Weapons That Didn't Pan Out


Ad Honorem
Jan 2017
the Valiant tank , a masterpiece of engineering disaster

it start at 5:40 m



Forum Staff
Feb 2009
Eastern PA
The Japanese tried attaching bombs to balloons and sending them over the US, resulting in the only war death on US soil during WW2. I'd say it didn't work out as well as they expected.

Japan's Secret WWII Weapon: Balloon Bombs

The Japanese harnessed air currents to create the first intercontinental weapons—balloons.


Balloon bombs aimed to be the silent assassins of World War II. Hitching a ride on a jet stream, these weapons from Japan could float soundlessly across the Pacific Ocean to their marks in North America.

.Japan's Secret WWII Weapon: Balloon Bombs


Ad Honorem
Jan 2011
South of the barcodes
the Valiant tank , a masterpiece of engineering disaster

it start at 5:40 m

Yeah but the Valiant was a prototype that was set aside after testing and never put into use.

Far more of a waste is the Covenanter

And at least we got some use out of them for training and defence after Dunkirk

The American M7 was far worse, no clue what they were building, spent money on developing it, built the factories to produce it...and then though maybe not and went back to Shermans instead

Medium Tank M7 - Wikipedia
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Forum Staff
Apr 2010
T'Republic of Yorkshire
The Yamato class of ships (including Shinano) didn't exactly pan out...

Until they were sent into space anyway.

Lord Fairfax

Ad Honorem
Jan 2015
Changing trains at Terrapin Station...

About the only country that didnt have a failed multi-turret was the USA and thats only because their military didnt have the money so they compensated by building steel boxes and poking MGs out of every available surface like it had been designed by a 10 year old.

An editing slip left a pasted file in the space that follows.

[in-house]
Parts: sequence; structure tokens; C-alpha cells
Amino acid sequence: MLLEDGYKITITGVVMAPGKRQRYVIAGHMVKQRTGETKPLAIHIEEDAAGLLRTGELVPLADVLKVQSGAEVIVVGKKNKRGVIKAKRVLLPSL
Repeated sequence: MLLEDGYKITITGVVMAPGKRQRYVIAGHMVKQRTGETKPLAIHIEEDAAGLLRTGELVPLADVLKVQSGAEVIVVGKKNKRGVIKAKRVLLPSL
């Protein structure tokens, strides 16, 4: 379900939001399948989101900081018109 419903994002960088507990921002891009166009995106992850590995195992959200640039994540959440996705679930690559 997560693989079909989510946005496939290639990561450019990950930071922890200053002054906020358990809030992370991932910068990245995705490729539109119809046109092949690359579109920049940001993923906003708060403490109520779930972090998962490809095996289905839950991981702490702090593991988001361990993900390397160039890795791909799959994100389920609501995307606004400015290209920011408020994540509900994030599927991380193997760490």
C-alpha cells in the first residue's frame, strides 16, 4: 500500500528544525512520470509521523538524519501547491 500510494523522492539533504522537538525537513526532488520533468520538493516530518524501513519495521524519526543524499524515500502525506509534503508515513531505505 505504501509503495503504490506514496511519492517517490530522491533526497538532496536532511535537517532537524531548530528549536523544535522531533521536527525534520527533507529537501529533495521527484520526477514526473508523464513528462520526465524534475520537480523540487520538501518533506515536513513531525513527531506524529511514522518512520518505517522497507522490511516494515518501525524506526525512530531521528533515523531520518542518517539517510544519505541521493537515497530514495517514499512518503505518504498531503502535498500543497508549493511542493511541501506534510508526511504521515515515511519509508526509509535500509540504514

Horrible concept!
Yes, the superlative M-2, the tank had 37mm turret + up to NINE MG's...

Even more embarrassing, not a mid 30's tank, it was introduced in 1941. :confused::confused:

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Sep 2017
United States
Combined arms and better tactics allowed the Macedonians to defeat the Greeks and others. At best it was a cheap way of taking untried skirmishers and turning them into line infantry that could compete with a hoplite who had trained and prepared for that position since adolescence.
I think that's a bit of an understatement (combined arms were incredibly important though, and the Successors lost touch with this aspect in some ways).

Even in your statement look at that huge difference though. If you've effectively taken an untested, light warriors and made them able to go toe-to-toe with warriors who've more or less prepared for war for much of their lives... that's pretty significant. It's only a few levels below the "untrained peasant shoots career warrior knight with gun".